Originally Posted by Tallest Skil
Because it's going to be moot once we get Retina-style displays on the real computers?
Higher screen resolutions don't really help - if you increase the size of the screen enough, the bitmaps sampled for the UI will become pixellated. Similarly, if you scale the bitmaps to a size that can't be represented by whole pixels, you degrade the image quality. That's why Apple always doubles the x/y resolution of the iOS devices so that the upscaling is pixel-accurate.
The only solution is to migrate from bitmaps to vectors but it makes some things harder to do. You don't for example store rendered gradients, they are all rasterized at run-time so if you have a complex design, a vector format won't be able to reproduce it as easily as a bitmap. When it comes to a UI though, there's only so much complexity you need.
Apple have some support already. There are a few icons that are PDF vectors in the OS e.g:
If you QuickLook that file and scale it to fullscreen you can see it is sharp at any size. If you do the same with the Address Book icon, it pixellates but you can see the difference in detail as the AB icon has the leather pattern. It is possible to do very complex vectors using a gradient mesh but for a patterned surface, you'd still need a high density of points. Maybe Apple need to have a word with the guys at Pixar to come up with a tool to construct a best-fit procedural texture generator from a given input bitmap that executes on the GPU.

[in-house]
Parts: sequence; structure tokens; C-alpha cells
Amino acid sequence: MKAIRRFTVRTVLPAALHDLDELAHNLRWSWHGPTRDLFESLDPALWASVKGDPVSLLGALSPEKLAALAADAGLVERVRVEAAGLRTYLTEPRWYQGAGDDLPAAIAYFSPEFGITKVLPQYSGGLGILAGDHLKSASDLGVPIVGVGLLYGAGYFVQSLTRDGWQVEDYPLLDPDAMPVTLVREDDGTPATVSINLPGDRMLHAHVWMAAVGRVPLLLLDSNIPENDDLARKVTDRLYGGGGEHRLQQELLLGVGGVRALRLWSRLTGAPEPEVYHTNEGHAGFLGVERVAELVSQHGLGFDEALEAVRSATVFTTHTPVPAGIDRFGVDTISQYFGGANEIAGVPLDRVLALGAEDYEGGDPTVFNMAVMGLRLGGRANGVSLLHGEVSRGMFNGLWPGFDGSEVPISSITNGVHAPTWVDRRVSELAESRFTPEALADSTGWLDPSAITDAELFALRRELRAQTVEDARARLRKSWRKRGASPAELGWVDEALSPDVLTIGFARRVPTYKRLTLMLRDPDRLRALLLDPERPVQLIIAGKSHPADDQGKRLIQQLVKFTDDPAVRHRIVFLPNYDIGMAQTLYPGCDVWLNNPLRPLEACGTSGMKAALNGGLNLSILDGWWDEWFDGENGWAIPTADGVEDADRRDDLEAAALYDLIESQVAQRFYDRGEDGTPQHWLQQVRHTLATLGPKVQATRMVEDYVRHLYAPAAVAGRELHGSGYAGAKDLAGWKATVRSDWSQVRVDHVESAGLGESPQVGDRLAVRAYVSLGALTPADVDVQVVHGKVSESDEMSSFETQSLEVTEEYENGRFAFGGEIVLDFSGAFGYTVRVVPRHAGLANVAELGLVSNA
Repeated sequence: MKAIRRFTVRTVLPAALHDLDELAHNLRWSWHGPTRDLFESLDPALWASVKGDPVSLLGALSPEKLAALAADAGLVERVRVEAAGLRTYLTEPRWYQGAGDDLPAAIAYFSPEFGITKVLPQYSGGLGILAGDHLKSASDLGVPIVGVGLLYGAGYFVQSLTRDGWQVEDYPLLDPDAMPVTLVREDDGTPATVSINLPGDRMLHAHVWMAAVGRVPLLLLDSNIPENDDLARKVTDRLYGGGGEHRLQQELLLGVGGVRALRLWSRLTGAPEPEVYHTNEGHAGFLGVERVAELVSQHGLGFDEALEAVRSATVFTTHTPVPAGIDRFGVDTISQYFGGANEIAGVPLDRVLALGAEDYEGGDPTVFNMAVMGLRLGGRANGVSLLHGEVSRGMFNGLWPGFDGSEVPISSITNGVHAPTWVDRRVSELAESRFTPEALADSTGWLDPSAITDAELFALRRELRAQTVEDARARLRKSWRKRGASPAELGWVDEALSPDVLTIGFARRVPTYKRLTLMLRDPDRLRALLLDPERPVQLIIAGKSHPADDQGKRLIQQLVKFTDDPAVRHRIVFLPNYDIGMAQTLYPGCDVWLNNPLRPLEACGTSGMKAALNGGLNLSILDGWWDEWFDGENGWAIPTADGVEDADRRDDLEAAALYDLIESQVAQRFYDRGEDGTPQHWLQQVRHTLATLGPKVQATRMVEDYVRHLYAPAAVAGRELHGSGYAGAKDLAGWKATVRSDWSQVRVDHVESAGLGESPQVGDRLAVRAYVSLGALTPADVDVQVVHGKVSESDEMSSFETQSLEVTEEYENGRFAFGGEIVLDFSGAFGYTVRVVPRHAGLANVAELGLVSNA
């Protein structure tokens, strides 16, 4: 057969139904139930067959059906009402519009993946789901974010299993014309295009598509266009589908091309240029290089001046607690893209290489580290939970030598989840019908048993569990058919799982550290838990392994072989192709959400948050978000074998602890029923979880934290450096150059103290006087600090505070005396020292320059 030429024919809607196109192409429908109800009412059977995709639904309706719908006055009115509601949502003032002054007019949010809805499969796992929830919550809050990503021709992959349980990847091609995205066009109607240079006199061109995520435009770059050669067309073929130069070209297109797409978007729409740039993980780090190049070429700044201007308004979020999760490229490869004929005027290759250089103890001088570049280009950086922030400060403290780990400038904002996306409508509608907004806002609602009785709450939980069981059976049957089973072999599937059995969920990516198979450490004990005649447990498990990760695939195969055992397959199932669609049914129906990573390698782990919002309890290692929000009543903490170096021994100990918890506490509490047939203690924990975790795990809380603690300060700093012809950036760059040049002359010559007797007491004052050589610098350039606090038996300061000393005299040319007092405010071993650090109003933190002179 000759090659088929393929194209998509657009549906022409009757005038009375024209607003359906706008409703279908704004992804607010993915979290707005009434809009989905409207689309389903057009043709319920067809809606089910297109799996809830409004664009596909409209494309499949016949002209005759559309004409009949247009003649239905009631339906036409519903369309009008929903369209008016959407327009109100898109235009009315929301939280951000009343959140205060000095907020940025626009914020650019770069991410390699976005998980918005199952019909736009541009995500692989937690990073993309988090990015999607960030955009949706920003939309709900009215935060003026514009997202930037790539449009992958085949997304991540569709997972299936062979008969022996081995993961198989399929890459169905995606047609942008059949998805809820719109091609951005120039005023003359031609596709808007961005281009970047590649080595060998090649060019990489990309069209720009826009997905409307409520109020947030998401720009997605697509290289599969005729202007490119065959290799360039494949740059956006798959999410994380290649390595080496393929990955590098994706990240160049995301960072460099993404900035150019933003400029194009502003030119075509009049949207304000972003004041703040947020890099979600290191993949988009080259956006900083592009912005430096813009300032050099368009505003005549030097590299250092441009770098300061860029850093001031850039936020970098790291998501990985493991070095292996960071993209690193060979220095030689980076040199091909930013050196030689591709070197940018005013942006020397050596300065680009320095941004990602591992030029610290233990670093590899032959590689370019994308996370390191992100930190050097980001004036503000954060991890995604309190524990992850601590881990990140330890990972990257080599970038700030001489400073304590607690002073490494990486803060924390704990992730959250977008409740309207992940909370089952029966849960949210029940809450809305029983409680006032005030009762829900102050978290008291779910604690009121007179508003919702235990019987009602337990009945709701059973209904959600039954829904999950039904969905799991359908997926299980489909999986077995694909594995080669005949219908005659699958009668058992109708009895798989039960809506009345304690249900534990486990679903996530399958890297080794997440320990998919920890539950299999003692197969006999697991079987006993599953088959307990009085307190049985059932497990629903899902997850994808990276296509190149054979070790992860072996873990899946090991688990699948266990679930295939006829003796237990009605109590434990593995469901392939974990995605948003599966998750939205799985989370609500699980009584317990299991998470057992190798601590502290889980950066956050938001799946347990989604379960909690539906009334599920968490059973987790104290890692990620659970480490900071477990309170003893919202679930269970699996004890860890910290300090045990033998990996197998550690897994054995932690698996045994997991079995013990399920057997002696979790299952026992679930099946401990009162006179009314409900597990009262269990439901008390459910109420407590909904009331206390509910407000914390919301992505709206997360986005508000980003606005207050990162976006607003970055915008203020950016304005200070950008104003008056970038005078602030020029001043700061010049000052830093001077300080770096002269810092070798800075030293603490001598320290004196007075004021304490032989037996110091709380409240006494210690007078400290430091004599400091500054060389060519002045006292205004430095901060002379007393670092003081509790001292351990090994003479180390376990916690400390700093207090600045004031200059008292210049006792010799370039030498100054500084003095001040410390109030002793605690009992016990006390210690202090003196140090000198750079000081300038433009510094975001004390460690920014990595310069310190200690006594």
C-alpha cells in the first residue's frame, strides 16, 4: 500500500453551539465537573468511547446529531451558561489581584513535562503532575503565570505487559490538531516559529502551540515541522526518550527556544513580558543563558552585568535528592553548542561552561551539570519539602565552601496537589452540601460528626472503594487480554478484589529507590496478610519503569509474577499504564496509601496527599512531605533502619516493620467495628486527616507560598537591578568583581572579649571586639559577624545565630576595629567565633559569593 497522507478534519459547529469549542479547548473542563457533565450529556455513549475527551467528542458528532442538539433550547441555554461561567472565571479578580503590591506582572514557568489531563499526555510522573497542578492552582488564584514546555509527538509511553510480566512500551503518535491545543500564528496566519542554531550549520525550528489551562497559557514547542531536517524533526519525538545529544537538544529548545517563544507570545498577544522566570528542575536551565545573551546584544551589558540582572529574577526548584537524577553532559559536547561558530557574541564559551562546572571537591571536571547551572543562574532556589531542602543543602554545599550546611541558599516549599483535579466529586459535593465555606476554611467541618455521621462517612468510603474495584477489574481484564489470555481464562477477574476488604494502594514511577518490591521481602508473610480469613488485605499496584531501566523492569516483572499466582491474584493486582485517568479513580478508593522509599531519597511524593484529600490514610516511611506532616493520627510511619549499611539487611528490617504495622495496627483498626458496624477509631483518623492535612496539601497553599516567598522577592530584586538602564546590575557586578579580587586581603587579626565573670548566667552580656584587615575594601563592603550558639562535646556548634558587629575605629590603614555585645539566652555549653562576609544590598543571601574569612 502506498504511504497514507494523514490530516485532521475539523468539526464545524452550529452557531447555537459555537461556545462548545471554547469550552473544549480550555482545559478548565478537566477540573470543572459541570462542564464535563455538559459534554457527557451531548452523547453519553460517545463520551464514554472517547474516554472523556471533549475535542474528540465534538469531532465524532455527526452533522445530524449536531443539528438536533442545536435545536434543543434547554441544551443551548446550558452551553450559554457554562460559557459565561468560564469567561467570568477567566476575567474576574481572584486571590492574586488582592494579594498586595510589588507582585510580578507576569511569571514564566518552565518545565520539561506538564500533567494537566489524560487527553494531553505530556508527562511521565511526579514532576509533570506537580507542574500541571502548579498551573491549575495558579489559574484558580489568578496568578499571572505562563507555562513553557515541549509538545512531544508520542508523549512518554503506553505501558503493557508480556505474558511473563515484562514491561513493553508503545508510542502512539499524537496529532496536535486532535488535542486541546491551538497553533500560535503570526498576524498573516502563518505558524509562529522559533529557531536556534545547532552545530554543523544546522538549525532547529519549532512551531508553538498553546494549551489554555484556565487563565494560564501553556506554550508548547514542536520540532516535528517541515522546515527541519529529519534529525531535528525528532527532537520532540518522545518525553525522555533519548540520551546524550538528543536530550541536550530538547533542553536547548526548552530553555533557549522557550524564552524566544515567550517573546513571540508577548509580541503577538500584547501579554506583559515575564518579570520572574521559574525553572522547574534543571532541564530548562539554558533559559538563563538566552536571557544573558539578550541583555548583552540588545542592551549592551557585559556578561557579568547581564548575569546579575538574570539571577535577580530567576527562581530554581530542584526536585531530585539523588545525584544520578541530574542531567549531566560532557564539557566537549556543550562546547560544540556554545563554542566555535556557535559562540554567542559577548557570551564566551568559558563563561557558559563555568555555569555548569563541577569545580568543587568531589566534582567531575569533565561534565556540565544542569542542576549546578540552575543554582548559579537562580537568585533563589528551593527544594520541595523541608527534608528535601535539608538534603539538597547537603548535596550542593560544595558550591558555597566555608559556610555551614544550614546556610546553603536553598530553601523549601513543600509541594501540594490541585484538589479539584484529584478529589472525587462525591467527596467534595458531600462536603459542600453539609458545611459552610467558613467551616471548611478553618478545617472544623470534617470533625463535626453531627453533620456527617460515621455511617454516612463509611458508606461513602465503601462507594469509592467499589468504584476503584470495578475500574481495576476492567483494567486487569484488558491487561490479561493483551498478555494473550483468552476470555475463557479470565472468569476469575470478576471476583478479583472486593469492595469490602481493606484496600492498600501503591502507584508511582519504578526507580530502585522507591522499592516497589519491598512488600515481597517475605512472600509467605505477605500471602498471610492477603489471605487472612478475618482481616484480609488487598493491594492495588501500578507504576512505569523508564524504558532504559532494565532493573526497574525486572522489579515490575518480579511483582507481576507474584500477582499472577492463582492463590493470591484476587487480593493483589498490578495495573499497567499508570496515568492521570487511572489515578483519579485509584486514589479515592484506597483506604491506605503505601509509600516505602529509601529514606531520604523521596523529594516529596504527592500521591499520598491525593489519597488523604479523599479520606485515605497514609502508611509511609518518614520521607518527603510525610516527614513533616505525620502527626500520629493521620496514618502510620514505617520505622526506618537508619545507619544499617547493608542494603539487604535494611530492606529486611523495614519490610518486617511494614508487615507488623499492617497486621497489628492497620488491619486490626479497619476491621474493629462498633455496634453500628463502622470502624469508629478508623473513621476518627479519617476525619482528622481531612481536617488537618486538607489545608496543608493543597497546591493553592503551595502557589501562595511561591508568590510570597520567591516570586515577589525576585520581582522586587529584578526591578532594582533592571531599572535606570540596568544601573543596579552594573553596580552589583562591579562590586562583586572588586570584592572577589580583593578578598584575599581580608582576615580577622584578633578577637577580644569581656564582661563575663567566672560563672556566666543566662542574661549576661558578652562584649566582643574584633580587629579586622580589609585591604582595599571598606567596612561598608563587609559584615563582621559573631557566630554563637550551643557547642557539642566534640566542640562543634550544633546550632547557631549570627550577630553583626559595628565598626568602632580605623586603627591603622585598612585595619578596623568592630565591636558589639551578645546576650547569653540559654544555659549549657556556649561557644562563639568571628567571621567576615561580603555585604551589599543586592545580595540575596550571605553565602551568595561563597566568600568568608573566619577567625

The easier route is to have hybrid graphics where the shape is defined by a vector and the fills defined by either vector or bitmap where the bitmap can be repeatable. The vector shape then acts as a mask for the bitmaps.